Chief negotiators from the 12 countries of the Trans-Pacific Partnership trade negotiations set the stage Sunday for next month's ministerial meeting, ending their talks aimed at sifting through as many thorny issues as possible.

Details of the talks are not yet clear but negotiators are believed to have made progress in some fields, such as government procurement, while among others, gaps apparently remain over market access for goods and intellectual property.

Ministers from the 12 countries, including the U.S., Japan, Australia and Canada, will discuss the pending issues in ministerial talks slated for Dec. 7-10 in Singapore to achieve the goal of signing a deal by the end of this year.

A senior Japanese government official said earlier that the 12 countries were set to reach a deal in the field of government procurement rules, which include bidding rules and other issues related to public works projects such as the construction of roads and railways.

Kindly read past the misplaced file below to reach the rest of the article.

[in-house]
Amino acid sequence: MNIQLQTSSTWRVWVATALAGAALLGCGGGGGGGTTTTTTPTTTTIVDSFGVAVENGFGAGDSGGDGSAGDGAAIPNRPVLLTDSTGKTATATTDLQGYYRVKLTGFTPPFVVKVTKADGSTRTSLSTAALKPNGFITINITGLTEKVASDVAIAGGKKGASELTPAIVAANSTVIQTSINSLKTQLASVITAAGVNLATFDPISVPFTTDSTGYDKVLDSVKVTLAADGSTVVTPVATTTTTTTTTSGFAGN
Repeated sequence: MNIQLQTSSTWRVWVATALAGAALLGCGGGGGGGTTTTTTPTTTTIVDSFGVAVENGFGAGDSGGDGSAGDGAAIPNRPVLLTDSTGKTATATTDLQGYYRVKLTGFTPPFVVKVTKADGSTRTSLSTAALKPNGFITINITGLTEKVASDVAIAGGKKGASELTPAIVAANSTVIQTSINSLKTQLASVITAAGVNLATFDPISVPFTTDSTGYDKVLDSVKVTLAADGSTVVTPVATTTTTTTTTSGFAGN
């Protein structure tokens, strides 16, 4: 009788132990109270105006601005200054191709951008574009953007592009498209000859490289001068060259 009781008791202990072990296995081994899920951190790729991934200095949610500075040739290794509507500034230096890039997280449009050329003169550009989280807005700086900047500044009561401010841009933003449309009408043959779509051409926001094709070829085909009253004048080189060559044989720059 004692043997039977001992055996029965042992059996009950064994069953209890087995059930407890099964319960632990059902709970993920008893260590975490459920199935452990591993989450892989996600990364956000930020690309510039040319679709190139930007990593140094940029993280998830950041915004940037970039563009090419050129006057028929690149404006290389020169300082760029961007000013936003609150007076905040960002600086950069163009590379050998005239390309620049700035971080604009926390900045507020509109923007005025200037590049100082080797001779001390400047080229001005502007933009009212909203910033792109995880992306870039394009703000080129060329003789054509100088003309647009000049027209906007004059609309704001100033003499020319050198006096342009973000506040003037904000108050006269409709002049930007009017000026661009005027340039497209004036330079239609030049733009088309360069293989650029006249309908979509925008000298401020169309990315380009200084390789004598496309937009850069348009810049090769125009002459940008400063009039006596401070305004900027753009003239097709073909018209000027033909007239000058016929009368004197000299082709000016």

Negotiations also entered a last-minute stage on the issue of simplifying procedures for businesspeople entering another TPP member country, the official said.

The chief negotiators are believed to have made headway in talks on cross-border trade in services aimed at enabling companies such as convenience store chains to do business more freely overseas.

But they may have to refer to the upcoming ministerial meeting such contentious fields as those of market access, which covers the issue of lifting tariffs and competition focusing on reforms of state-owned corporations.

In the market access field involving farm products, Japan is under pressure from most of its negotiating partners to lift tariffs on all agricultural and industrial products. Tokyo has said it will retain tariffs on five sensitive farm product categories — rice, wheat, beef and pork, dairy products and sugar — as exceptions.